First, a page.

Maybe the post should have asked when will lifting be beneficial for baseball? In my opinion the answer to that is when he has hair under his arms and some fuzz on his face that needs to be shaved about once a month. Then he will have enough testosterone in his system to change his body from lifting. Prior to that time he's more at risk to hurt himself, although that is always a concern with improper supervision and technique. Age 11-13 is where I saw the most injuries, and I don't think that it is a coincidence that that is when the body is changing the most. So, my advice is to take it easy during the big changes and start the lifting when the huge changes are done. Not all changes, just the huge changes.
Ughhhh. It seems as if every time I make a comment in regards to strength training, you respond with this same comment regarding "hair under arms and some fuzz on face." I am assuming you are either a doctor or nurse based on your first hand accounts of injuries. I am really not trying to be a jerk but did you review the training programs and research the background/experience of the trainer/coach who supervised the injured player? I have trained countless young athletes in and out of high school setting, many of whom did not have hair under their arms yet or facial hair, and never had someone go to the emergency room or doctor with an injury that effected playing time or lost time training. We occasionally have muscle imbalances/strains but we work directly with a local PT and in most instances are able to correct imbalances in-house.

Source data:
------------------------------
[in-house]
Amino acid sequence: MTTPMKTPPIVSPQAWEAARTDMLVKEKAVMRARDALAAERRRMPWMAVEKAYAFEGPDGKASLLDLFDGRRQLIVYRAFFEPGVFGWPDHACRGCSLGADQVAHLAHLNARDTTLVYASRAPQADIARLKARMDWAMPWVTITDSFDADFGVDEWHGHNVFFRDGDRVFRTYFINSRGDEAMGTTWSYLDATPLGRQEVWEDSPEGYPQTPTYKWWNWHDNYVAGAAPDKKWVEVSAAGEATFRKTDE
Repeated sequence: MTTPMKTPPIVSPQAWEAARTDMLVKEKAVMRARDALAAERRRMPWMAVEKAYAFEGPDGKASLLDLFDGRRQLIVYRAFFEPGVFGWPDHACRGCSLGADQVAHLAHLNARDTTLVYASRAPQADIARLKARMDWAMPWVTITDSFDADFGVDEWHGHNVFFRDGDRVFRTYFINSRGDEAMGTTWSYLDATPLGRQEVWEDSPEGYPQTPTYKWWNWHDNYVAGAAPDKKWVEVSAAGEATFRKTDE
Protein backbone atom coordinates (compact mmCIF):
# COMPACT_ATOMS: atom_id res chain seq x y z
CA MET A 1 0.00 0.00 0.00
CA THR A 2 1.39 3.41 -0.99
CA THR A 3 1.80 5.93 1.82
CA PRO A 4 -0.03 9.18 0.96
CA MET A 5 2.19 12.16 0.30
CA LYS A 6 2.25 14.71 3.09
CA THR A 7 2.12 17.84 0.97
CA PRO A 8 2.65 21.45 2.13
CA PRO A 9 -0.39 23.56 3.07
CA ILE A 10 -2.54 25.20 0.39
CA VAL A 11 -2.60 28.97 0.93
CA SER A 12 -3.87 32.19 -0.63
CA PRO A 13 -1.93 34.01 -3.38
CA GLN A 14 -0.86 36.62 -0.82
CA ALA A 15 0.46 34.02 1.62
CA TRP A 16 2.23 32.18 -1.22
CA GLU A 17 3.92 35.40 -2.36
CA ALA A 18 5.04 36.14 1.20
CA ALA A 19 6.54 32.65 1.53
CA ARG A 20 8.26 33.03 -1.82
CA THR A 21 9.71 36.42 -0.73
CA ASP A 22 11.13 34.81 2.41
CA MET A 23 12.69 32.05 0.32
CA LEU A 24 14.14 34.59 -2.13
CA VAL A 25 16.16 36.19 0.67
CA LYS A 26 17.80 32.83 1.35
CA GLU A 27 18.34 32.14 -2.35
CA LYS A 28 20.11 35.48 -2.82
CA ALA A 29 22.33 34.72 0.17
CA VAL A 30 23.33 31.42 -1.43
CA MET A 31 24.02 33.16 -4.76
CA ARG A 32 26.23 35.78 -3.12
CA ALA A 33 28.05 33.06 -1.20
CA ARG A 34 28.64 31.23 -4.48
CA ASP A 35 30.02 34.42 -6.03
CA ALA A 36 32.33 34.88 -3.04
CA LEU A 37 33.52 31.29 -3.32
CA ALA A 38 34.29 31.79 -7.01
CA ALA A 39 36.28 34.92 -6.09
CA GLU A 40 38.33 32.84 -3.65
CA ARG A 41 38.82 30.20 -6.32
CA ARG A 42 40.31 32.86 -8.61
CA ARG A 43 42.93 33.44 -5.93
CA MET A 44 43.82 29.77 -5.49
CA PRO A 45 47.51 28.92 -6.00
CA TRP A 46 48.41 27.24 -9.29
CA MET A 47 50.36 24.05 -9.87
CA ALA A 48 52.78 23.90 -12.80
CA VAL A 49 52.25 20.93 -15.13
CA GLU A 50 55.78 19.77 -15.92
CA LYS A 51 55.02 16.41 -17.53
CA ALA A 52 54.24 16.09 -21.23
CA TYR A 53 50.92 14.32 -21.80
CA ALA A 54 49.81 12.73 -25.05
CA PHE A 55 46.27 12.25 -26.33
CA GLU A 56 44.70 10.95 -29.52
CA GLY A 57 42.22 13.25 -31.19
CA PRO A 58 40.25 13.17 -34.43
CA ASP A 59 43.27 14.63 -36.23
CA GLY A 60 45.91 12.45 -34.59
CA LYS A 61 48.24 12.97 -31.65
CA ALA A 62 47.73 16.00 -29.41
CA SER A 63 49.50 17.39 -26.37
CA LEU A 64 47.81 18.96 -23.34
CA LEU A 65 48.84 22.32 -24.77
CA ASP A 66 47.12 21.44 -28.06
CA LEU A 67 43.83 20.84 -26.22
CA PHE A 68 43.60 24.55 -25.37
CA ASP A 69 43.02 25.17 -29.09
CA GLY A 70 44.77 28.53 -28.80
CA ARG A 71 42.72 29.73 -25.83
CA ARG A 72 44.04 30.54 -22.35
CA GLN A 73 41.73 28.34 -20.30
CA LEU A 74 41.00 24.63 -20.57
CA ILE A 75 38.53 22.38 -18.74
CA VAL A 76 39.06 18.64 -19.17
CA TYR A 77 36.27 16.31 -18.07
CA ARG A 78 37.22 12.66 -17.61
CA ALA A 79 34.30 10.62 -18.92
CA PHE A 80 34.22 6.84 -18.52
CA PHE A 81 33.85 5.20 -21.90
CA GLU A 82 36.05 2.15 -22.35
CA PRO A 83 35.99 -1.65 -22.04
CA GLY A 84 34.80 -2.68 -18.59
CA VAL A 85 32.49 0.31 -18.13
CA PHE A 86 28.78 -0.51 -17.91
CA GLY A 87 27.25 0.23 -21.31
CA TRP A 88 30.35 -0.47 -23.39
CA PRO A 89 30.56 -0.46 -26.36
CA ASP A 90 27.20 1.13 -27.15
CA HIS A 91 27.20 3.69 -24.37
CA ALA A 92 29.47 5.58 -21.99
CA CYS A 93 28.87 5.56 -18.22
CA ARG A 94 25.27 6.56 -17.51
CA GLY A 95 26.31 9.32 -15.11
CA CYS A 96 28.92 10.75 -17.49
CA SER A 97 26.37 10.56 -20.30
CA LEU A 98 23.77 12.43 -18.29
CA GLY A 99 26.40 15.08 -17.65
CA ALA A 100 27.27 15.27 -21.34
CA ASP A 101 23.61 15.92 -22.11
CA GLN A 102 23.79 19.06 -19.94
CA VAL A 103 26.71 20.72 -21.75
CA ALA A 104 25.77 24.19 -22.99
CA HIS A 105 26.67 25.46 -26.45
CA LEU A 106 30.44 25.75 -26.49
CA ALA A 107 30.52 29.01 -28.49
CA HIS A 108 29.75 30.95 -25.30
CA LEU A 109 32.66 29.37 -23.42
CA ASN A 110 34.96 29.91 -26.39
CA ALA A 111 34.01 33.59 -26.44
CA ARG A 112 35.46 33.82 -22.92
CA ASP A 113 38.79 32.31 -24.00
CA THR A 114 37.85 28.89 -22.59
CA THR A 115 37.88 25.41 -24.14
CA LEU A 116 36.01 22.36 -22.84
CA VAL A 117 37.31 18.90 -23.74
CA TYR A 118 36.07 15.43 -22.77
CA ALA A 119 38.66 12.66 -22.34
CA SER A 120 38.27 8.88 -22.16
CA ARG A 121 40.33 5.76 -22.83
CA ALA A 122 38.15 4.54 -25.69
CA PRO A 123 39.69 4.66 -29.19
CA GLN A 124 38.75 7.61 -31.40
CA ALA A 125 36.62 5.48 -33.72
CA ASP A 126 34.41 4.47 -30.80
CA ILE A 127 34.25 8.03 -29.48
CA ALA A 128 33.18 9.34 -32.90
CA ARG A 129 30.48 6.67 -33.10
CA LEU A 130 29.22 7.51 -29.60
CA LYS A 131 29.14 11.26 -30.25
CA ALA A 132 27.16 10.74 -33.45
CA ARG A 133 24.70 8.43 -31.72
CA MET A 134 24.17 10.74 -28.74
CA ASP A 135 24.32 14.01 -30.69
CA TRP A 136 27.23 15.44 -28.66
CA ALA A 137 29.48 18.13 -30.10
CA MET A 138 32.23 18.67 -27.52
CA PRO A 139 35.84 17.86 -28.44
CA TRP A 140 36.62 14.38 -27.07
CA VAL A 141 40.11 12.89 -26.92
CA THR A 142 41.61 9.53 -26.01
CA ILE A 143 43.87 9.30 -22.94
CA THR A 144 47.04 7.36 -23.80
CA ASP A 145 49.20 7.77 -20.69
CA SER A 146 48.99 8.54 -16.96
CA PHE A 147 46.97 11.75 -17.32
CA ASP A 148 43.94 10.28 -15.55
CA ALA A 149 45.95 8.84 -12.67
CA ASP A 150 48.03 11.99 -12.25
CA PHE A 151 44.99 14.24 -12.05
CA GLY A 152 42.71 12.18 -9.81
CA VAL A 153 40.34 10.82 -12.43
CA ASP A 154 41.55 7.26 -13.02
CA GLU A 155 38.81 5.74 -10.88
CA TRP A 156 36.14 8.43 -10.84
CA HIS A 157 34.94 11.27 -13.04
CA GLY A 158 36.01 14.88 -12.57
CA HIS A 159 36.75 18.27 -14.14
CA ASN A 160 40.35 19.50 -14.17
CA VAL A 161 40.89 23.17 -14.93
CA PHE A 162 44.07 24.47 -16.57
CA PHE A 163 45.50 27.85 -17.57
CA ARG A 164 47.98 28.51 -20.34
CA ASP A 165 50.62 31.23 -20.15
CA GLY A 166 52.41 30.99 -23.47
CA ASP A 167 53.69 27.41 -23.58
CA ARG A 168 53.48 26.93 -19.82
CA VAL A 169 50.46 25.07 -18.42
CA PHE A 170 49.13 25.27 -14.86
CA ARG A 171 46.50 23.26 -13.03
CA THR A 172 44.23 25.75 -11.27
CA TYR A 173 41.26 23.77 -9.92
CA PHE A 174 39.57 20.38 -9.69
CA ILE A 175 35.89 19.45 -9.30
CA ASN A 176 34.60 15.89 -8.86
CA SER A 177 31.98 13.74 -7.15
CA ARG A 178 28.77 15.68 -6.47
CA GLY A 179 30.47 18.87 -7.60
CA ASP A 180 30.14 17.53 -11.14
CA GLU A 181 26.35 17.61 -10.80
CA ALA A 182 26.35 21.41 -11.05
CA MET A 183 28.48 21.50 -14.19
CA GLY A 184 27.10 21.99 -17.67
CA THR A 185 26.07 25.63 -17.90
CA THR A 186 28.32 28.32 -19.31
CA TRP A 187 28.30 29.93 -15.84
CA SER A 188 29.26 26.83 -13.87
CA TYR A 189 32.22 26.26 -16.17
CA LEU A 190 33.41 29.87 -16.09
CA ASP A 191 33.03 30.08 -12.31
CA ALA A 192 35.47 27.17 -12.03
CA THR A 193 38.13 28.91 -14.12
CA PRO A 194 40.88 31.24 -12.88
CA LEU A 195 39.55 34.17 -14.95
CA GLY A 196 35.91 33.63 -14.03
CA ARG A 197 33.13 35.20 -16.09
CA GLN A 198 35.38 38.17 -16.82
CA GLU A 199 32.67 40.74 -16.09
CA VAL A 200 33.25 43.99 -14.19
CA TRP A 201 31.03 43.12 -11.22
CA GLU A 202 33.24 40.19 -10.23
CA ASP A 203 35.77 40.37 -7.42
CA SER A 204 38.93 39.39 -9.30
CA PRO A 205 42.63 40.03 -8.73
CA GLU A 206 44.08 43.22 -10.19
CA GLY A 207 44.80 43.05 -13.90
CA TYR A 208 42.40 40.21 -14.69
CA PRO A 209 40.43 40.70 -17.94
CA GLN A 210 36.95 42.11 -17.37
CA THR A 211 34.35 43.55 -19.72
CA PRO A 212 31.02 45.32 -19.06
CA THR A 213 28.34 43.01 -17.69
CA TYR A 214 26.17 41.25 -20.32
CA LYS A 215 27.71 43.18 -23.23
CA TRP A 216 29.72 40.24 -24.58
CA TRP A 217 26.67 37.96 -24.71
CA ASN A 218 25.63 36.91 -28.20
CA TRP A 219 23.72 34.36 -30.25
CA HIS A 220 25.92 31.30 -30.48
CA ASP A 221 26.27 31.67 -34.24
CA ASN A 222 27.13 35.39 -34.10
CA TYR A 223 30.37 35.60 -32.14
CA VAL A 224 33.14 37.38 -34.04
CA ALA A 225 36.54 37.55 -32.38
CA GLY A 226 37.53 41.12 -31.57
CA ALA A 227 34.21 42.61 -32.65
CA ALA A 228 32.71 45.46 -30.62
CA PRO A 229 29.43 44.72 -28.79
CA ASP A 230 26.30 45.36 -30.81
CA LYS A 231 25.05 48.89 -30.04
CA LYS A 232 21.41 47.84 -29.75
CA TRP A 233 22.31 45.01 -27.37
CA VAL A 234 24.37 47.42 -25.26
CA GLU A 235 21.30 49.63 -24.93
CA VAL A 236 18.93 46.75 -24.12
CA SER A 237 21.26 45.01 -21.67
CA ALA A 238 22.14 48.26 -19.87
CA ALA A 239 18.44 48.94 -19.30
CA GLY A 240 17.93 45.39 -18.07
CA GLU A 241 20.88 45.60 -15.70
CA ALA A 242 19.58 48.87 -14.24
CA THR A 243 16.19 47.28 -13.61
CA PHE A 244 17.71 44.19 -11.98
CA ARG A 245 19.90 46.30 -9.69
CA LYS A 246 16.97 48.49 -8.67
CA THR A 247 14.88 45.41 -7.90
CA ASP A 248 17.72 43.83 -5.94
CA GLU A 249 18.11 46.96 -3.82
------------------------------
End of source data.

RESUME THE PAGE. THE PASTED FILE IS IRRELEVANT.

I would also 100% disagree with your comment regarding testosterone. I would recommend that you do a little research and you will quickly find that there are numerous benefits to resistance training pre-pubescent which include strength improvements. Additional benefits include: improved bone density, motor performance, and sport performance (direct result of improved neuromuscular adaptations and motor performance).
I have witnessed the strength gains in pre-pubescent athletes which is a result of neuromuscular adaptations and does not require hormones such as testosterone. I think it is very important that we stop spreading misinformation regarding strength training for pre-pubescent children. Again, it all comes down to the quality of the training program and the individual supervising.
If you are reading this and have any concerns about strength training for your child, please...please do your homework. It is most definitely safe, effective, and has been shown to have a positive effect on performance via improved neuromuscular adaptations and motor skills. In addition, it actually helps reduce injury via improved bone density with supporting muscles, ligaments, and tendons. If you need any additional support, please message me and I can direct you to numerous studies along with anecdotal evidence from those in the know.